8/8/14 - Blake Herrington, Colin Moorhead, and Max Tepfer have created a challenging 1,000-foot free climb near the famous Liberty Bell in the Washington Pass area of the North Cascades. The Tiger (11 pitches, 5.12b) has six leads of 5.10+ or harder in a semi-alpine setting on the Supercave Wall (a.k.a. M&M Wall), two miles north-northeast of Liberty Bell.
Herrington said the team used a variety of ground-up and top-down techniques to piece together the line, clean the cracks, and place 12 protection bolts and some anchor bolts. Moorhead and Herrington first climbed the route in July, starting on another route, but then returned this week to add a three-pitch independent start and to make a few pitches safer to lead without previewing.
Based solely on its technical grade, The Tiger may now be the second-hardest rock climb in the North Cascades, after the Liberty Crack (5.13, with preplaced gear). The climb is on the south face of Peak 6,978.
"I learned a ton about efficient and fast drilling, on lead and rappel, from Colin—Squamish's most prolific new router of long routes," Herrington said. "Three of the protection bolts were actually added after two of the pitches had been led on gear alone. We thought it was dumb to leave them with such poor protection when we had not gone ground-up."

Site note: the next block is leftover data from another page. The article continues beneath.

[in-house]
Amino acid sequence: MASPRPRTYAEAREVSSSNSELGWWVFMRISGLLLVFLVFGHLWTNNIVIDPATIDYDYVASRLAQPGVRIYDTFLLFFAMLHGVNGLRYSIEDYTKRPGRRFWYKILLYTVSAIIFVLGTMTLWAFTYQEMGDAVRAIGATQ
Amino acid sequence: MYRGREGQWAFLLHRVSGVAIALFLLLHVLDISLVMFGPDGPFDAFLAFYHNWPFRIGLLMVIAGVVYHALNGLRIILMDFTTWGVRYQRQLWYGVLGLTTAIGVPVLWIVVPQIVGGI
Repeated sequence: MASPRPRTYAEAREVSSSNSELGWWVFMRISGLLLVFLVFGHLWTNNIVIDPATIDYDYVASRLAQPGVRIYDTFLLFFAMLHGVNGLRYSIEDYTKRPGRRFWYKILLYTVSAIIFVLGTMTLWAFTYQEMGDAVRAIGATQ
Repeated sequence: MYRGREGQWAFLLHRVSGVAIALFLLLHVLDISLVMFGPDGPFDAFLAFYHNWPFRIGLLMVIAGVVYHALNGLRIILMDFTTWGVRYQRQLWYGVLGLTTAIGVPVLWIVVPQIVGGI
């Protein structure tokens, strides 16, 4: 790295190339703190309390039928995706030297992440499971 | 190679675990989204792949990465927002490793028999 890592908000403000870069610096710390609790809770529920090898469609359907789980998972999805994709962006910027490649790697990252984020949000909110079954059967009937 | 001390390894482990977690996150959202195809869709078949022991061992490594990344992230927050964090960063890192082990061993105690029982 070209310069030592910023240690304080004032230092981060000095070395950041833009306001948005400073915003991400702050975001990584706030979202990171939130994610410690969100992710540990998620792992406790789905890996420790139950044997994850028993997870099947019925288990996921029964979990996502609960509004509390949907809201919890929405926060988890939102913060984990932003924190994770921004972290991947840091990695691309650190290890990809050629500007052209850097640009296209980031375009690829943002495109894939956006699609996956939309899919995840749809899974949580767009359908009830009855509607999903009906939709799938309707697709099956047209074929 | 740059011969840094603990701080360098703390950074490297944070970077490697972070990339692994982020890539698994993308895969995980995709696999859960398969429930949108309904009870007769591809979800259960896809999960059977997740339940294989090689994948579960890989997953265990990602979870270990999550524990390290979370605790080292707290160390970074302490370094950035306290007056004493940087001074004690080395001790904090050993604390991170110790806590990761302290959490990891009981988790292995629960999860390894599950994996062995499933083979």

Herrington added that there is a direct variation to pitches 6 and 7 that he followed free but did not redpoint. He estimated it would go at around 5.12c.
Said Herrington: "This face is truly an amazing gem, which is only a couple miles from Liberty Bell and less than an hour form Highway 20. The wall has amazing stone and three huge caves, each the size of a big room to a small house, as well as myriad pockets and quartz jugs. But it basically sat ignored since the first ascent in 1969 by Mead Hargis and Jim Langdon [L&H Route, 5.8 A4]. A few years ago two guys put up the first "modern" route: Ellen Pea [1,000', 5.11c, Lawson-Pete]."
Earlier this year, Herrington freed the two crux pitches on the original aid route, with a crux at 5.12b.
Date of ascent: August 5, 2014
Source: Blake Herrington